Rebecca, it's still brilliant.
💎 The story is told by one of the most unreliable narrators in literature: Philip Ashley; an orphan who'd been brought up by his cousin: Ambrose Ashley, the owner of a large estate in Cornwall, England.
💎 Ambrose is Philip's world; he worshipped him as brother, father, and guardian. They have each other, this two brothers, and Philip will be Ambrose's heir after he turns 25. But their world is shattered the day Ambrose left to Italy, in need of warmer weather. He met a distant cousin, Rachel, a widow in Florence. He was soon infatuated by her, and eventually married her, and stayed in Florence.
💎 Ambrose soon fell ill with terrible headaches. His letters to Philip changed tone; he didn't trust Rachel, and even called her his tormentor. At this point Philip, whose hatred toward Rachel has rapidly growing, departed to Florence to save Ambrose. But it's too late, Ambrose's dead and buried in Florence.
💎 When Rachel came to Cornwall, Philip has been planning a revenge, since he's sure that Rachel has killed Ambrose. But this spoiled boy, who had nearly no experience in dealing with women before, was soon falling in love head over heels with his cousin Rachel.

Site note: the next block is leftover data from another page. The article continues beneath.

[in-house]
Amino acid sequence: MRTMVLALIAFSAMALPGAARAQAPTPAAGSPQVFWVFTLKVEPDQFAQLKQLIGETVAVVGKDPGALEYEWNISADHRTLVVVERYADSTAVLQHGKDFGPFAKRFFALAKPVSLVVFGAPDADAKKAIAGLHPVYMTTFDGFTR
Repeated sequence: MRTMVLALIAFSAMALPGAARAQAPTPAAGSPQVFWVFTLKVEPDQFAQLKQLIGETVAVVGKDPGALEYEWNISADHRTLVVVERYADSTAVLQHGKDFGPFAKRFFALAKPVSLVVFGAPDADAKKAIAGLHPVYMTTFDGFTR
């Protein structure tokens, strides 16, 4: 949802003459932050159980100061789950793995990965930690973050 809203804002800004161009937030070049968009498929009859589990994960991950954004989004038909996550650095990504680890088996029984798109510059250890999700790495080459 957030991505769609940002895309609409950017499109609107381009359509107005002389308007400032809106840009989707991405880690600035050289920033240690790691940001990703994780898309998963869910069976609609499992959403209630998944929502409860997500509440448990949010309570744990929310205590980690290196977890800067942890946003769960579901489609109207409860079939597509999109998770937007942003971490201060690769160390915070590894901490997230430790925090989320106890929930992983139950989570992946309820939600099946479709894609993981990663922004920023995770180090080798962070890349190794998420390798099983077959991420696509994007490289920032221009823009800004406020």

💎 Now history repeats itself, Philip began to have similar illness to Ambrose, right after his 25th birthday, when he handed over the estate to Rachel and wanted her to be his wife. The question is, did Rachel really poisoned Ambrose (and now Philip) for their money/estate? Or she's merely an impulsive spendthrift woman who loves gardening, and thus keeping a packet of poisonous laburnum tree seeds in her drawer?
💎 One of my biggest pet peeves in literature is ambiguous ending. I'd prefer a rounded up story, of which I could either satisfyingly happy or mournfully broken-hearted, so that I can immediately close the book, and move on to next one. An uncertain ending, however, left me uncertained, and it's really annoying. My Cousin Rachel is one of the latter. Du Maurier leave us to guess ourselves whether Rachel is really an evil woman, or it's all just Philip's sentiment because of his jealousy. Remember, we know Rachel only from Philip's perspective, and he's emotional and unreliable, and perhaps on the border of madness (as was Ambrose).
💎 On my part, I prefer to conclude that Rachel is not innocent. She's a spendthrift - that's a fact - and her relationship with the lawyer/best friend Rainaldi could not have as innocence as she said it to be. They never talk openly, and always talk in Italian when Philip leaves the room. And the laburnum seed.. why keep it in her drawer? There could have been simple reason, but it's rather fishy, don't you think?
💎 All in all, it's rather an appropriate gothic reading, beautifully written. I admired Maurier's tension building and psychological thriller around a mysterious woman (just like in Rebecca), but.. like I said, I hated the inconclusive ending.
Rating: 4 / 5